What Are The Arguments Against Sedition Pros And Cons

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I. Incitement of imminent violence
The first issue is what constitutional argument could be made against Tax’s conviction under the Sedition Statute. Under the US constitution First Amendment, laws that limit freedom of speech are unconstitutional. However, certain types of unprotected speeches that advocate violence, fighting words, hostile audience speech, obscene speech and defamatory speeches can be regulated. Fighting words is a speech that is more than annoying or offensive and causes a genuine likelihood of imminent violence by hostile audience. The speech must advocate illegal conduct, not just an abstract. The law that proscribe the conduct must not be vague or overbroad.

Here, the Sedition Statute is facially overbroad because it failed to distinguished imminent lawbreaking from abstract speech. However, the statute has been narrowly construed to apply only to advocacy
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Fighting words
The second issue is whether Ant-Tax can made any constitutional argument against its conviction under the Abusive Words Statute. The First Amendment doesn’t protect fighting words. Fighting words are punishable if they are likely to incite an ordinary citizen to take immediate physical retaliation. The speech must be more than annoying or offensive. There must be a genuine likelihood of imminent violence by a hostile audience. If the law proscribing the conduct is vague or overbroad then it is invalid. The law is unconstitutional if made viewpoint discrimination.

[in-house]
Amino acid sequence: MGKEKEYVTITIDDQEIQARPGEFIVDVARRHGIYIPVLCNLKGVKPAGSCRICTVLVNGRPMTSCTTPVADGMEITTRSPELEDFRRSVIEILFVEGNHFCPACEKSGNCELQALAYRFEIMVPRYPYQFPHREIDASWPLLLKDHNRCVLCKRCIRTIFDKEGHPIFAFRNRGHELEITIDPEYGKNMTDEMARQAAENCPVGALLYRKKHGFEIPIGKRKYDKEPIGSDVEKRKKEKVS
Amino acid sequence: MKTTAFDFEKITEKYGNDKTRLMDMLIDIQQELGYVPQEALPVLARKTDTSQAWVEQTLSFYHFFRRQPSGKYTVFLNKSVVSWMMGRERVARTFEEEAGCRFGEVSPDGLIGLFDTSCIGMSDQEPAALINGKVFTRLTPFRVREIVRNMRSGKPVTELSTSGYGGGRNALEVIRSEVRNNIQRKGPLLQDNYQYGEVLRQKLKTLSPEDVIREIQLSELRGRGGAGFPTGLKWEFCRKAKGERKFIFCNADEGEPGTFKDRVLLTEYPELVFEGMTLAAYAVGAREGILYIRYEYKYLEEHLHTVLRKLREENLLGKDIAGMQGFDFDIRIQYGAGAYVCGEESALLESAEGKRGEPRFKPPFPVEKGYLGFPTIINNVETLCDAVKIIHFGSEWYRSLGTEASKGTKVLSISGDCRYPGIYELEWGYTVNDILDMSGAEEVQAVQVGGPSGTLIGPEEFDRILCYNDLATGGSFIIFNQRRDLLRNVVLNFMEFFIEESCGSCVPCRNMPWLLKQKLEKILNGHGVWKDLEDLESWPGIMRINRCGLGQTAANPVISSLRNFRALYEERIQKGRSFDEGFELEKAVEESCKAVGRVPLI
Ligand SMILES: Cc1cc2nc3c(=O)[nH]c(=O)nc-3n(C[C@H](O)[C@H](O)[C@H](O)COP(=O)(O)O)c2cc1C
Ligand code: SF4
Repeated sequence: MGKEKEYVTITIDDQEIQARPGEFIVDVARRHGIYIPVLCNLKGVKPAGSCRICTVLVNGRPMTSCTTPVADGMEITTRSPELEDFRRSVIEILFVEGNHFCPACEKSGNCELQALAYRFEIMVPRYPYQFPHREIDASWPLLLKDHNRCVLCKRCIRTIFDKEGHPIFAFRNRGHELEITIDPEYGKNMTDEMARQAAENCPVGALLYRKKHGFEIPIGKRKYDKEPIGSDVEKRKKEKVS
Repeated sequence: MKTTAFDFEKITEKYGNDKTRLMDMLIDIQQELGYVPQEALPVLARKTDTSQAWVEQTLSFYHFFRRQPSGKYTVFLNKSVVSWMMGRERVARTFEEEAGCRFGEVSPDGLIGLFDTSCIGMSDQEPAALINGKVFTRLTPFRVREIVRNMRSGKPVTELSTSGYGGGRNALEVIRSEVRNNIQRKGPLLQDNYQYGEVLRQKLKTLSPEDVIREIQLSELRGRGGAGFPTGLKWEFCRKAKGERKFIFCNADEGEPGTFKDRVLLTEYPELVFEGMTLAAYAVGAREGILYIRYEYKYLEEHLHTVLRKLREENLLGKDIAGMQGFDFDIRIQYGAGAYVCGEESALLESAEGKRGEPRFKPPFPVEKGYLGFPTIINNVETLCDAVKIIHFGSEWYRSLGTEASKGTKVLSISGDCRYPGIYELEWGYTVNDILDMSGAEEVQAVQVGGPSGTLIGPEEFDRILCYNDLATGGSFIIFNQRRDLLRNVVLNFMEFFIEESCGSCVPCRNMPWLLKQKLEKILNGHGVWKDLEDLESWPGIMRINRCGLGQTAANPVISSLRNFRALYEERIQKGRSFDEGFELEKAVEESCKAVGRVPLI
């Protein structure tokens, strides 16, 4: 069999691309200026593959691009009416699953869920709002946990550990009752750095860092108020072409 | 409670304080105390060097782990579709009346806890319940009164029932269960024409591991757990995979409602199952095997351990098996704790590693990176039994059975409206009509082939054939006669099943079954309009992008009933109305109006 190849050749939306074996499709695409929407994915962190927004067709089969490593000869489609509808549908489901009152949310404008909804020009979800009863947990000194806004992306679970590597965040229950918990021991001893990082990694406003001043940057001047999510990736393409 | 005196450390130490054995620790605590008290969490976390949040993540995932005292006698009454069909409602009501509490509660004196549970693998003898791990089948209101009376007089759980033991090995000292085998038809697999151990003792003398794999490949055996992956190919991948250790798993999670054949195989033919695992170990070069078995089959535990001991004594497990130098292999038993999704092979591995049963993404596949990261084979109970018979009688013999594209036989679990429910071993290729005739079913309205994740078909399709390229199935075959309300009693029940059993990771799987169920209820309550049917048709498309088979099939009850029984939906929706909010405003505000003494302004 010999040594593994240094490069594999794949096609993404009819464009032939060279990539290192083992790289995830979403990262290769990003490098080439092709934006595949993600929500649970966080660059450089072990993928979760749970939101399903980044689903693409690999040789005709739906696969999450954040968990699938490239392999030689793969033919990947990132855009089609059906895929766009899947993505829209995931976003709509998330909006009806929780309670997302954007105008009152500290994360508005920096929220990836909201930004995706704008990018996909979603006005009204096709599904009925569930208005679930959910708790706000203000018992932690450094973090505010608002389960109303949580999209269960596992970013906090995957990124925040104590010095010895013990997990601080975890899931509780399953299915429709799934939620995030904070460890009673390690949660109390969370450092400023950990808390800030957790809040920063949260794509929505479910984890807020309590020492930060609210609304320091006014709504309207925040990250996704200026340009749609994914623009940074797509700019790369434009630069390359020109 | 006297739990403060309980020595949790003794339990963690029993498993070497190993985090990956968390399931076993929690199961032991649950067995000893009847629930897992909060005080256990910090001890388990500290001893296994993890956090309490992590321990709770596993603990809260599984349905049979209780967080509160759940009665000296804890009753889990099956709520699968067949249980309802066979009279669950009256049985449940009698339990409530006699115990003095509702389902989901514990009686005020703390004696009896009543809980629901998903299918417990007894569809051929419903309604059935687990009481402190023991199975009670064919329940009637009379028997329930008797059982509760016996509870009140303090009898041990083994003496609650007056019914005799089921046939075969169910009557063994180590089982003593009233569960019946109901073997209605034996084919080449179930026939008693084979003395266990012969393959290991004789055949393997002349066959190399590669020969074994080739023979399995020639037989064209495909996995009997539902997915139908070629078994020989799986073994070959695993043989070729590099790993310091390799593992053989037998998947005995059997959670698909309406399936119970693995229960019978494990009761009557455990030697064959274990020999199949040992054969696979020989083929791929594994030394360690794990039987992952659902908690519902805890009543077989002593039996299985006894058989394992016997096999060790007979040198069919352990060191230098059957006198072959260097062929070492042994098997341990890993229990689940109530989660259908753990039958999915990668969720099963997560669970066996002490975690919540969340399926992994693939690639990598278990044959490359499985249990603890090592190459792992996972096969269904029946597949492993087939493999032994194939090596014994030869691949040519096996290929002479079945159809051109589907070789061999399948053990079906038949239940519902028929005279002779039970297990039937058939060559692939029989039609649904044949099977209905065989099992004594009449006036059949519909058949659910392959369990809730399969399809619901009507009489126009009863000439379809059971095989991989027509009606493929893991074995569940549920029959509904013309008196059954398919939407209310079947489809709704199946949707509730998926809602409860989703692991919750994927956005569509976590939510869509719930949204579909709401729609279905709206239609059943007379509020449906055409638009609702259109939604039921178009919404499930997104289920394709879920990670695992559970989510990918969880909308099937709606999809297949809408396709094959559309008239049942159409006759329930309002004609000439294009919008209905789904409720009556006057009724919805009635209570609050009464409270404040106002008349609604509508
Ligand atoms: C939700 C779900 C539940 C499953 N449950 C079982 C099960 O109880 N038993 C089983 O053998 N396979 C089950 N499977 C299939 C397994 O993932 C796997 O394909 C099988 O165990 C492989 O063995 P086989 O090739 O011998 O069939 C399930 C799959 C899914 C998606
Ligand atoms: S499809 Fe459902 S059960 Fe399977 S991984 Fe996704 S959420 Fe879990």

Here, the Abusive Words Statute punishes any abusive word or term. The statute is overbroad because it doesn’t distinguishes between fighting words and offending words. During the TV debate, Anti-Tax called Tax a dishonest imbecile. Although this speech might be considered as abusive word under Abusive Word Statute, the statue is invalid because it overbroad. Even though fighting words are not protected under the First amendment, Anti Tax’s words are offensive and such words are protected by the

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